Cataracts

Cataracts are a clouding and hardening of the focusing lens of the eye and it is a common age-related degenerative condition. Initially, it can cause short-sightedness, a blurring of vision and reduce the perception of blue colours, but eventually it can lead to significant vision loss if left untreated.

Cataracts

Cataracts are a clouding and hardening of the focusing lens of the eye and it is a common age-related degenerative condition. Initially, it can cause short-sightedness, a blurring of vision and reduce the perception of blue colours, but eventually it can lead to significant vision loss if left untreated.

What are cataracts?

The development of cataracts is usually a gradual process, so you may not be aware you have a cataract to begin with. Typically, you’ll first notice a change in your vision, often with the onset or worsening of myopia, or short-sightedness.

The focusing lens hardens and becomes opaque so blurred or dulled vision is also a common symptom of cataracts. Patients can also experience sensitivity to light and ghost images. Cataracts can also cause sleep disturbance because it reduces the amount of blue light that enters the eye and blue light helps to control the natural sleep-and-wake cycle.

A subcapsular cataract forms at the back of the lens and diabetics or those taking high doses of steroids have a higher risk of developing a subcapsular cataract. A nuclear cataract forms in the nucleus or centre of the lens and is often associated with ageing.

A cortical cataract typically starts in the periphery of the lens and moves to the centre of the lens.

FREQUENTLY ASKED QUESTIONS

Cataracts are caused by build-up of proteins in the lens. Sometimes the protein deposits are small and don’t affect your vision, but larger cataracts can block the smooth flow of light. There are several reasons why a cataract might develop. Ageing is a common cause, but cataracts can also form as a result of trauma. They can develop many years after an eye injury.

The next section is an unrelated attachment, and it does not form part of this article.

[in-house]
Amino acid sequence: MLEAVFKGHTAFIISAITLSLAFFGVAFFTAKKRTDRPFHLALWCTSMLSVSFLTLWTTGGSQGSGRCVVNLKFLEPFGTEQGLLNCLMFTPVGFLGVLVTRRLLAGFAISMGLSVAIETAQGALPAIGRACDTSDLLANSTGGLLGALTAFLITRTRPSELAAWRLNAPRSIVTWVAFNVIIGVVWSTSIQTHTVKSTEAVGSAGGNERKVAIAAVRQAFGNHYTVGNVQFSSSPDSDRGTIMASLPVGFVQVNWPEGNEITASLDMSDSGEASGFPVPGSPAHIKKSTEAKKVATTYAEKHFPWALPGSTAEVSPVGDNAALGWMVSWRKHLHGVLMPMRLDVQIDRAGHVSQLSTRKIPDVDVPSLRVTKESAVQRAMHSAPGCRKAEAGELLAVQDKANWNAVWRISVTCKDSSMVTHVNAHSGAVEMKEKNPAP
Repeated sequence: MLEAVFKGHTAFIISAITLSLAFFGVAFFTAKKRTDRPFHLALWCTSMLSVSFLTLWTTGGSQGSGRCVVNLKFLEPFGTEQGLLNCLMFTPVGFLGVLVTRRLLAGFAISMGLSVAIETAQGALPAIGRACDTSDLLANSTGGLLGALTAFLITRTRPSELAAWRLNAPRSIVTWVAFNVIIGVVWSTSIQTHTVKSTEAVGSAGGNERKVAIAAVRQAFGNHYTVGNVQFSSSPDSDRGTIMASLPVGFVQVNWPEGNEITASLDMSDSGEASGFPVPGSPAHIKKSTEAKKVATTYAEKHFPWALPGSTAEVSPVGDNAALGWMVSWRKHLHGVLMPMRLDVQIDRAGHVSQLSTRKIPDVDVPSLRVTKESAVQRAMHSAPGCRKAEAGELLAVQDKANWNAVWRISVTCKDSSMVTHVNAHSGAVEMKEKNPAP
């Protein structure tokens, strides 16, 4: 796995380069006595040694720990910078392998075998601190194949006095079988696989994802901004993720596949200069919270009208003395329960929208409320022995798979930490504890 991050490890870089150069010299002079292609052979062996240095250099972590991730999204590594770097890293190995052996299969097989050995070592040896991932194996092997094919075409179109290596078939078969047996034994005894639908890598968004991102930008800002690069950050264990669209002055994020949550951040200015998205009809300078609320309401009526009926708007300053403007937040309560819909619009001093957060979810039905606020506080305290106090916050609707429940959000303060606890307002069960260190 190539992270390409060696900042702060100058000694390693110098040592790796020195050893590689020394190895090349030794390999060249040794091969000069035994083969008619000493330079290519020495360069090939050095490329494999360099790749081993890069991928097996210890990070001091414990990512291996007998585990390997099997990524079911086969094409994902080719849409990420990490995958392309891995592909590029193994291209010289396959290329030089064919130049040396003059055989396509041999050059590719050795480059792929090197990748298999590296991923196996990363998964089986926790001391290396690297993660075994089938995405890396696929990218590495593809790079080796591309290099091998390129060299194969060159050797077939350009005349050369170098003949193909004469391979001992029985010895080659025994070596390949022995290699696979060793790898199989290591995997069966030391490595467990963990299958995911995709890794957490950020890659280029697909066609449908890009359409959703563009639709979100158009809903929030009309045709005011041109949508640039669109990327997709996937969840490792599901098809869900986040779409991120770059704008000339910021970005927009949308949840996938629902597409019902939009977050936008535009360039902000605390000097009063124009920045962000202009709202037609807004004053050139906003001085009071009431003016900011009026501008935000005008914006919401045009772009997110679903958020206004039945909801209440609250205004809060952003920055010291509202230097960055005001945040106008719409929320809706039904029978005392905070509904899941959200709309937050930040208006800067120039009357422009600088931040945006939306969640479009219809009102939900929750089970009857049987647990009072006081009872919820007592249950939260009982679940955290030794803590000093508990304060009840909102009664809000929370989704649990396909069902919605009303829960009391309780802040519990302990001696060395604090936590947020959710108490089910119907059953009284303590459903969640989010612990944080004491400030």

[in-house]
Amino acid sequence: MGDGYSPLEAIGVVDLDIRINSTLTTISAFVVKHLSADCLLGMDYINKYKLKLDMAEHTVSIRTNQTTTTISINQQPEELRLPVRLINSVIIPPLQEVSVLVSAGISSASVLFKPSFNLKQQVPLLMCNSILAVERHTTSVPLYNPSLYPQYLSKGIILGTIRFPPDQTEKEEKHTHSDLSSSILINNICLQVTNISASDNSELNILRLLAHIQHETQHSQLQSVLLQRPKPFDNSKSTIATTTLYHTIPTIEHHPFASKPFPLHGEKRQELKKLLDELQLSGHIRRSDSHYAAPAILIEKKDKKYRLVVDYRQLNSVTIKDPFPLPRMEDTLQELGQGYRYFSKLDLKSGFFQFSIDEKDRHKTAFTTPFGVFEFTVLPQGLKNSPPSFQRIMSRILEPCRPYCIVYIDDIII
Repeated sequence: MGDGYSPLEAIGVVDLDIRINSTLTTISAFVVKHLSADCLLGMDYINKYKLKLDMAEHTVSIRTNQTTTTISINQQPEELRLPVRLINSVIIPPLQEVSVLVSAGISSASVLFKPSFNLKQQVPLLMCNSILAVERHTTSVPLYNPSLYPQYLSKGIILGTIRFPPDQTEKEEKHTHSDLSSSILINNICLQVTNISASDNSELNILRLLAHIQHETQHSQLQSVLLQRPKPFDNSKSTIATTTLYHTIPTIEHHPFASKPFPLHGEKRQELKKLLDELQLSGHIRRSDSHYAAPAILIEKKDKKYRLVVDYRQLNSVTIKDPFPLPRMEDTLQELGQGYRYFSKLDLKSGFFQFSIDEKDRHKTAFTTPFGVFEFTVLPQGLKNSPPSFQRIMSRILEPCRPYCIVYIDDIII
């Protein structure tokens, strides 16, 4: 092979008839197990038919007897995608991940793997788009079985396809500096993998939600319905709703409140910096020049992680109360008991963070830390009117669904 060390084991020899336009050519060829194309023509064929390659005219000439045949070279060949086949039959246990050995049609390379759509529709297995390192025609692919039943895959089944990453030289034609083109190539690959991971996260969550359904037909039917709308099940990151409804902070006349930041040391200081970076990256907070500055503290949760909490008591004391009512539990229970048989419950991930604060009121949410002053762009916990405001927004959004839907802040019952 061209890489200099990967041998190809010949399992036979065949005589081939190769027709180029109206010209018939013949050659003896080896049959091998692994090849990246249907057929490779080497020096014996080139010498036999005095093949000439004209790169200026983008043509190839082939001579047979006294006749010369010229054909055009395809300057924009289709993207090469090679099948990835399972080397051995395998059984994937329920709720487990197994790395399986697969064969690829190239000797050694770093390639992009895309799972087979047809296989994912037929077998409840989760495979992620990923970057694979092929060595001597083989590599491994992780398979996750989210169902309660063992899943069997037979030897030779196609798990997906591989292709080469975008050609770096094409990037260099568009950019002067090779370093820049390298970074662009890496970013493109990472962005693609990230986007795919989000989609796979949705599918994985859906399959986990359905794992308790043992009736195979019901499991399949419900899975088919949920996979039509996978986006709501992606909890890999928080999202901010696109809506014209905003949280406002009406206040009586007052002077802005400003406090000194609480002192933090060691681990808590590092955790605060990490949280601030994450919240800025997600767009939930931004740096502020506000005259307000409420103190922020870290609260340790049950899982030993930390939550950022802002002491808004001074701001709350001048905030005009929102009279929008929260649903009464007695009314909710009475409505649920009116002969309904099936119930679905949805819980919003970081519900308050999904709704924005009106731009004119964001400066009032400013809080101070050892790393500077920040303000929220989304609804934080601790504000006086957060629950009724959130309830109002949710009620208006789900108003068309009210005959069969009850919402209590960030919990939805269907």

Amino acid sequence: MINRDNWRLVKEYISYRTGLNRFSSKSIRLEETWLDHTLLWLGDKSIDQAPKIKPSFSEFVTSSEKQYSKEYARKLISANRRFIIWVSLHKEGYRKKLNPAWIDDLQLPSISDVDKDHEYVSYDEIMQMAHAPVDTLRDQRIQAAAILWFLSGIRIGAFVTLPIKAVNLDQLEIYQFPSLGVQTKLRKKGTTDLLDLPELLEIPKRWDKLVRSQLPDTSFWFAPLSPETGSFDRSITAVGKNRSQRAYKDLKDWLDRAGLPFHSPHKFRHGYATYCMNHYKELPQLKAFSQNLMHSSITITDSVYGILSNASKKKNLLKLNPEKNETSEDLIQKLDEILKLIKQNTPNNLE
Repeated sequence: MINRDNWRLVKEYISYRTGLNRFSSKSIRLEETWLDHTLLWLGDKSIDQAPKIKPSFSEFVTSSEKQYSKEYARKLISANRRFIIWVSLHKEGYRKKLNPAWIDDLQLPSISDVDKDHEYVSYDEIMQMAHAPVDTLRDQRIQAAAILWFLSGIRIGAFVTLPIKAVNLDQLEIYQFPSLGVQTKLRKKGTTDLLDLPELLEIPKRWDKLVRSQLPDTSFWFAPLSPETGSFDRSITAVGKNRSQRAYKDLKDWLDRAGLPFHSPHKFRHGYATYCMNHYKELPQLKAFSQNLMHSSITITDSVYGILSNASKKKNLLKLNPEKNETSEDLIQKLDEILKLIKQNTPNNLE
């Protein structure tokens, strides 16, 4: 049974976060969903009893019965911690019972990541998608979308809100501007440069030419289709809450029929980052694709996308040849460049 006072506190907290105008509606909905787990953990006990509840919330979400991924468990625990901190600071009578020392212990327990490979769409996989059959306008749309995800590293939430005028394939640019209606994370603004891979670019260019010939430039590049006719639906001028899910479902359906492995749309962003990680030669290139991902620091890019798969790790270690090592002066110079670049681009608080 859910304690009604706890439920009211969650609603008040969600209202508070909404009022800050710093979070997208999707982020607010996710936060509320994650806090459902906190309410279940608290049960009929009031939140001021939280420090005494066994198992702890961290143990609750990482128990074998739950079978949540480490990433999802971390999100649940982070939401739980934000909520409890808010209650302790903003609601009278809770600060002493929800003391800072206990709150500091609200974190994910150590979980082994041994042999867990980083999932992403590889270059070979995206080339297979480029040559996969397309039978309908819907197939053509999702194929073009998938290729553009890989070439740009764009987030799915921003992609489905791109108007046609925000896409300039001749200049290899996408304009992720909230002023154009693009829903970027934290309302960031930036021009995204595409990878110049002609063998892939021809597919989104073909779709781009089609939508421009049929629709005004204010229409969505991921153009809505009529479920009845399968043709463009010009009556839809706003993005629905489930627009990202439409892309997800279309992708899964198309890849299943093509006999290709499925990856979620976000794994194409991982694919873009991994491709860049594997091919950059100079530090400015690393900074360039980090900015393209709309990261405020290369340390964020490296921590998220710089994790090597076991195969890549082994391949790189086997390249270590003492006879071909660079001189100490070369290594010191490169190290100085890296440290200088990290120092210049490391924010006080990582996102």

Diabetes is also a common cause; people with diabetes are 60% more likely to develop cataracts. Raised glucose levels can lead to swelling, affecting vision, and the lens has an enzyme that converts glucose into sorbitol which can cause a build-up of protein.

While age-related cataracts are very common, there are some instances of congenital cataracts, whether inherited or from infection. High blood pressure, smoking and excessive alcohol consumption can also increase the risk of cataracts.

Prescription glasses cannot cure cataracts, but they can help to correct the vision problems that cataracts cause.

Cataract surgery is the only treatment option for cataracts, as the condition will usually only worsen without surgical management. When vision is significantly affected, the cataract-affected lens is removed surgically and an intraocular lens (IOL) is implanted in the eye. Often eyesight is better than before the cataract developed.

CATARACT PROCEDURES

CATARACT SURGERY

London cataract removal surgery

CATARACT SURGERY & RETINAL DISEASE

Cataract removal surgery

YOUR CHOICE OF INTRAOCULAR LENS (IOL)

Cataract surgery